“If you put your hand up and say you’re not going to do it anymore, there’s a perception that you’re saying you’re better than everyone else. You don’t want to be part of the club,” says Brendan Cowell. Several years ago the actor and writer decided to take a year off alcohol, and ended up making a semi-autobiographical film about it.
2015’s Ruben Guthrie is funny, touching, and perhaps, for many Australians, a bit too familiar. It’s about a Sydney ad man who gives up the drink, at first to get back in his ex-girlfriend’s good books, and then just for self-improvement. All the while, his colleagues, friends and parents are the proverbial devils whispering in his ear, telling him to chuck it in and get back on the booze.
For people who’ve experienced these sorts of trials, non-alcoholic beer is a godsend, letting them participate in social situations normally, with less judgement.
Queenslander Clinton Schultz is a former chef, youth worker, and drug and alcohol counsellor. He quit alcohol in 2014, in part because he felt like a hypocrite, and because his kids urged him to. After switching to non-alcoholic beers, he quickly became “very bored with just the normal, run-of-the-mill profiles that were available”. Most of what he could access were bland European imports such as Heineken, just “de-alcoholised versions of their alcoholic brothers”.
Schultz’s background in food and his Gamilaroi heritage led him to establish Sobah – non-alcoholic beers made for, and from, Australia. The three-strong native-ingredient-rich range includes a lemon aspen pilsner, a finger lime lager and a pepperberry IPA. Where Carlton Zero is made by brewing regular beer then removing the alcohol with a high-tech method called vacuum distillation, Sobah beers don’t contain alcohol in the first place. “We use a type of yeast than refuses to consume maltose,” Schultz says. “Therefore we don’t let the production of alcohol get going.”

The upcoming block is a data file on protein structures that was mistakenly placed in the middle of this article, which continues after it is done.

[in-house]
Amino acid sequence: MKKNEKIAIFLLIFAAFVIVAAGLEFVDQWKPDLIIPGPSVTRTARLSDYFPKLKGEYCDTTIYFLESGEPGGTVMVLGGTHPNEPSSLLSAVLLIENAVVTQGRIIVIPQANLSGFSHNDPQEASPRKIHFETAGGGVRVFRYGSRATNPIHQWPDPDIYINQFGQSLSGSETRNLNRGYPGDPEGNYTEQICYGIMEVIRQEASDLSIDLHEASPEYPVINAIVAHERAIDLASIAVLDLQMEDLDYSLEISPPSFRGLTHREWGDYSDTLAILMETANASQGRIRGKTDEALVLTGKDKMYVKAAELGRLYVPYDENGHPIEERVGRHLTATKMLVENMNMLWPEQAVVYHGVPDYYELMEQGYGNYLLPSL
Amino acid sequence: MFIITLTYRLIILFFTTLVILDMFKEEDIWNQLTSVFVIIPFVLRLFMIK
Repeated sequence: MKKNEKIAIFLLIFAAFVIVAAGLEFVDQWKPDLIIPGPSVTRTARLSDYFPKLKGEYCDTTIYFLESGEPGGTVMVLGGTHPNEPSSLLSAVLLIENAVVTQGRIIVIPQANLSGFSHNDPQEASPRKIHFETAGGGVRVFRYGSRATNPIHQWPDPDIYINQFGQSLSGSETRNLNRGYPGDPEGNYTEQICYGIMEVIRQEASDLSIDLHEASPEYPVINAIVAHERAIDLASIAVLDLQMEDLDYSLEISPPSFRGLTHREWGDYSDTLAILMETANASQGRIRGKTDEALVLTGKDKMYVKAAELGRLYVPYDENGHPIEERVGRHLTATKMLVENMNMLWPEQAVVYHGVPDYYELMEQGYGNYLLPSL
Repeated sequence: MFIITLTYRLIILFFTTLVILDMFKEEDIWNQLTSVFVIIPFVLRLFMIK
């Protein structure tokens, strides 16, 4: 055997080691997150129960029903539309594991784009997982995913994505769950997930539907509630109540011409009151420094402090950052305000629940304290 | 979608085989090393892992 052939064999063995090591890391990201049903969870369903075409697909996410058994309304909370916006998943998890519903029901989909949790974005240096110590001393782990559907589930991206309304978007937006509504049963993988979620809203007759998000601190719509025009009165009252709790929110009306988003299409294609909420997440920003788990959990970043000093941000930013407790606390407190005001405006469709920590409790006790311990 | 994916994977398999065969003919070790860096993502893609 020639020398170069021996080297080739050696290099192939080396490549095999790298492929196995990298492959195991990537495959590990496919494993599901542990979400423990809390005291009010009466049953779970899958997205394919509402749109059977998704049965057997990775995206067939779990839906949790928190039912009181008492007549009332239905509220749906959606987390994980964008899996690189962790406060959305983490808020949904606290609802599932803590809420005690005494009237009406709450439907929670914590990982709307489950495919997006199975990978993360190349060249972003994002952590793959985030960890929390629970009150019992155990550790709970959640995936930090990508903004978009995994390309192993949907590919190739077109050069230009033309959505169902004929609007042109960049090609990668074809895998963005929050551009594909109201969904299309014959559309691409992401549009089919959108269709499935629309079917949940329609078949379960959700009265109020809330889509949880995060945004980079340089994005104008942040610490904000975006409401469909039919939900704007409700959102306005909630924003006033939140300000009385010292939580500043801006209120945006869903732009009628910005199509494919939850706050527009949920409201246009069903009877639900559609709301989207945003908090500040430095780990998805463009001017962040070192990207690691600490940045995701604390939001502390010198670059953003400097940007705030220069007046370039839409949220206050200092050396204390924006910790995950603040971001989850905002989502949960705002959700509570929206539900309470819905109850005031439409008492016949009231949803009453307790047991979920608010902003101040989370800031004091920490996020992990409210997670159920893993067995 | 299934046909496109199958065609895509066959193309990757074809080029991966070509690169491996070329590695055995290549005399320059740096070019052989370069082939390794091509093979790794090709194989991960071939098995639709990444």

Schultz has already had interest from British grocery giant Tesco, but says Sobah isn’t quite ready to hit international markets. “We’re still Australia’s only craft non-alcoholic beer producer.”
Schultz’s story illustrates where we’re headed: towards non-alcoholic drinks that are desirable in their own right, rather than being a disappointing fallback for those occasions when you can’t drink.
The London-based Seedlip, launched in 2015, is a pioneer in this space. Top bars and restaurants all over the world, including New York’s Eleven Madison Park and the historic American Bar at The Savoy in London, have begun using the distilled – yet non-alcoholic – spirit in cocktails, where it performs like a gin. Three versions, all crystal clear with the texture of water, contain botanicals such as ginger, allspice, hay, rosemary, thyme, hops, grapefruit and cardamom.
Hot on Seedlip’s heels, Melbourne brand Brunswick Aces entered the market last year with a non-alcoholic spirit it calls “sapiir”. The concept arose during a dinner party with friends – one of whom was training for a marathon and abstaining from booze. “We actually started by making real gin,” says founder Stephen Lawrence. “[But] our chief distiller, Doug, couldn’t join in.” So the group began experimenting with non-alcoholic alternatives. They settled on Hearts – which emulates a “spicy warm gin” – and Spades, with notes of green cardamom, parsley, sweet citrus and native lemon myrtle.